The Clippers debuted two products Wednesday night: the 2018-19 basketball team and a new game-watching experience, Clippers CourtVision.
According to the team site, Clippers CourtVision is a digital viewing technology created in partnership with Second Spectrum that allows fans to augment their watching experience with machine learning and data visualization. Different modes allow the viewer to customize what they see, including play diagrams in Coach Mode, real-time shooting percentages in Player Mode, and special effects and animations in Mascot Mode. There is also a select Beta product that allows fans to choose from seven different camera angles and personalize their audio with the traditional broadcast or the sound from the arena.
Clippers owner Steve Ballmer has been working towards this kind of transformative experience with Second Spectrum, which he invests in, almost since he bought the team. Second Spectrum is an analytics firm founded in 2013 that has rapidly grown and became the “official optical tracking provider” for the NBA back in 2016. The company already has six cameras in every NBA arena, so Clippers CourtVision is leveraging the existing framework to provide an additional service for the fans.
There is currently about a two-minute delay on the CourtVision to allow for processing, but Second Spectrum plans to reduce that to less than 10 seconds. Live sports generally operate on a delay anyway. The company also intends to expand this technology to other sports and other NBA teams in the near future.
Naturally, concerns exist about introducing a giant influx of additional information during the game. Head coach Doc Rivers told Ballmer that he was worried fans in the stands would start looking at their phones instead of watching the live product. Kevin O’Connor of The Ringer wonders if there is a point when analytics go too far. If every question that can be asked about a basketball action can be easily answered, does it ruin our enjoyment of the game?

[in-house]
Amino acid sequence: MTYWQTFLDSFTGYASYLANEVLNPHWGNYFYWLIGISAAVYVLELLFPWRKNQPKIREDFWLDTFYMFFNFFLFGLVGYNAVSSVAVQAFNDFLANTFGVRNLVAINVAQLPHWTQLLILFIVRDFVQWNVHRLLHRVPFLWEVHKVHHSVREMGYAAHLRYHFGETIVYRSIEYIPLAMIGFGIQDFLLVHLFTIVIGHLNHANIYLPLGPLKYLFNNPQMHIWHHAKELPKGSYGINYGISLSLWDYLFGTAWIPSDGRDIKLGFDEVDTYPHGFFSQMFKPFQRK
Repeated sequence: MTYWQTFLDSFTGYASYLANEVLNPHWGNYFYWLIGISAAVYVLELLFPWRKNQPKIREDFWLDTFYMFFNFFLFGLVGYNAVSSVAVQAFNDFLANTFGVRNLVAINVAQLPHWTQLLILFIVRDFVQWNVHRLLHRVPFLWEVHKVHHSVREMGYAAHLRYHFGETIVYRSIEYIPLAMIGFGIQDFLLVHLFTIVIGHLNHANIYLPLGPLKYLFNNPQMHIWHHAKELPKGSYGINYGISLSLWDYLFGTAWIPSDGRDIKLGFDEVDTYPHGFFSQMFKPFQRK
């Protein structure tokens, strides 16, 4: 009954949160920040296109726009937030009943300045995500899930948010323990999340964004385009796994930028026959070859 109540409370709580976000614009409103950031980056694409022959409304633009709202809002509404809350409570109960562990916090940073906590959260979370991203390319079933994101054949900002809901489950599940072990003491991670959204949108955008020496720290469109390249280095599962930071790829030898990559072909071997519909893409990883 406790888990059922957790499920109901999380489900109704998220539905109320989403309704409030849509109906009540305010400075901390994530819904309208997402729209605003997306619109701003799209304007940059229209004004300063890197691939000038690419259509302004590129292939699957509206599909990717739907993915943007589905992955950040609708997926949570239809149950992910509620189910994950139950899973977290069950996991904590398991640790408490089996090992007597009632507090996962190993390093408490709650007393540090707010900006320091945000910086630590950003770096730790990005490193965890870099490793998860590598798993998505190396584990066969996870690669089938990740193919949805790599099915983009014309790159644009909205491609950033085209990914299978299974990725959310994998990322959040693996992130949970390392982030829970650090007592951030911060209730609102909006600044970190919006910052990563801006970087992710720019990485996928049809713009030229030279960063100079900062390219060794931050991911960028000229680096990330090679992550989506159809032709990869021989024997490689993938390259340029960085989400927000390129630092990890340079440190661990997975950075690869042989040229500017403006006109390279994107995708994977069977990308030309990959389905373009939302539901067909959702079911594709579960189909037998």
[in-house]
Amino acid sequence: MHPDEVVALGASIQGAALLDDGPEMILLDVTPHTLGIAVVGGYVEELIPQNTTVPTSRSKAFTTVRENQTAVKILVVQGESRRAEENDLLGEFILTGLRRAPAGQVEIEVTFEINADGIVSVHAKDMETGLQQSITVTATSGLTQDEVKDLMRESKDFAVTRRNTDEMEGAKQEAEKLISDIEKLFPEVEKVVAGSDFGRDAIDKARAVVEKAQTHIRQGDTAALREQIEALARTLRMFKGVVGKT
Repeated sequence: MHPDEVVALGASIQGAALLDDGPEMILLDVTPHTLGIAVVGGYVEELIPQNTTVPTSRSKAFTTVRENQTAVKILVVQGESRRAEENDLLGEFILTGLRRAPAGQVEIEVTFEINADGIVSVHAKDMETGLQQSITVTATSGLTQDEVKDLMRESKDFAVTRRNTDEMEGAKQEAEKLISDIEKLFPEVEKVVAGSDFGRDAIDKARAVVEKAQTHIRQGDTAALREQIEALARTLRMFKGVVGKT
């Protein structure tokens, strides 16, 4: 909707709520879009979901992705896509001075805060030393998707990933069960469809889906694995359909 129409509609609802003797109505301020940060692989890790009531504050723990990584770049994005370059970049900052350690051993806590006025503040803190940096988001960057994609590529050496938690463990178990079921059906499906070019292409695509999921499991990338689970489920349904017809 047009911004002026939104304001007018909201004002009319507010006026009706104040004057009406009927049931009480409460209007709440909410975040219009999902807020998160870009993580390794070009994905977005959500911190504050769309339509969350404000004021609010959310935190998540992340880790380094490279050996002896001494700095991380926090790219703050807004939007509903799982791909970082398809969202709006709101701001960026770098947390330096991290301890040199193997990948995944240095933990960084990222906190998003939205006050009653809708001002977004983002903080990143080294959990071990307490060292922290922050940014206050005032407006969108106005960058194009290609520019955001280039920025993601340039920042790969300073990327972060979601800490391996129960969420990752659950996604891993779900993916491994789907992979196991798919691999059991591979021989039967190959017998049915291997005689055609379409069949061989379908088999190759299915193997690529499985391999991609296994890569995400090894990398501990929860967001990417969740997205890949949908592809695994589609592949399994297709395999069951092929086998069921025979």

Regardless of the repercussions of CourtVision, it is undeniably interesting. Personally, the ability to see shooting percentages update as players move in a halfcourt set opens up tons of possibilities of how to understand an offense. Kirk Goldsberry wrote about Expected Possession Value for Grantland in 2014, exploring the idea that a model could estimate the changing point values within a possession based on the likelihood of passes to teammates, and the success rate of those subsequent shots. CourtVision seems like it is applying similar principles to help fans identify efficient outcomes on both and defense. Anything that makes it easier to understand the game would be a plus for me, especially since the graphics don’t appear to be too overwhelming in the game feed.
The introduction of CourtVision is also another feather in the cap of Ballmer and the Clippers as they brand themselves as a innovative franchise. There are only so many ways to gain an advantage on the court, given the constructs of the salary cap and roster building, but LA continues to pursue numerous opportunities off the court, whether through building out its front office or now creating a new game-watching experience. In that sense, CourtVision represents yet another step forward for the Clippers in the Ballmer era. There is no time like the present to build a strong reputation, particularly since the team fancies itself a premier free-agent destination in the upcoming offseason.
How the CourtVision technology can potentially be used to help the LA basketball team itself remains to be seen. For now, both of the new Clipper products are still a work in progress.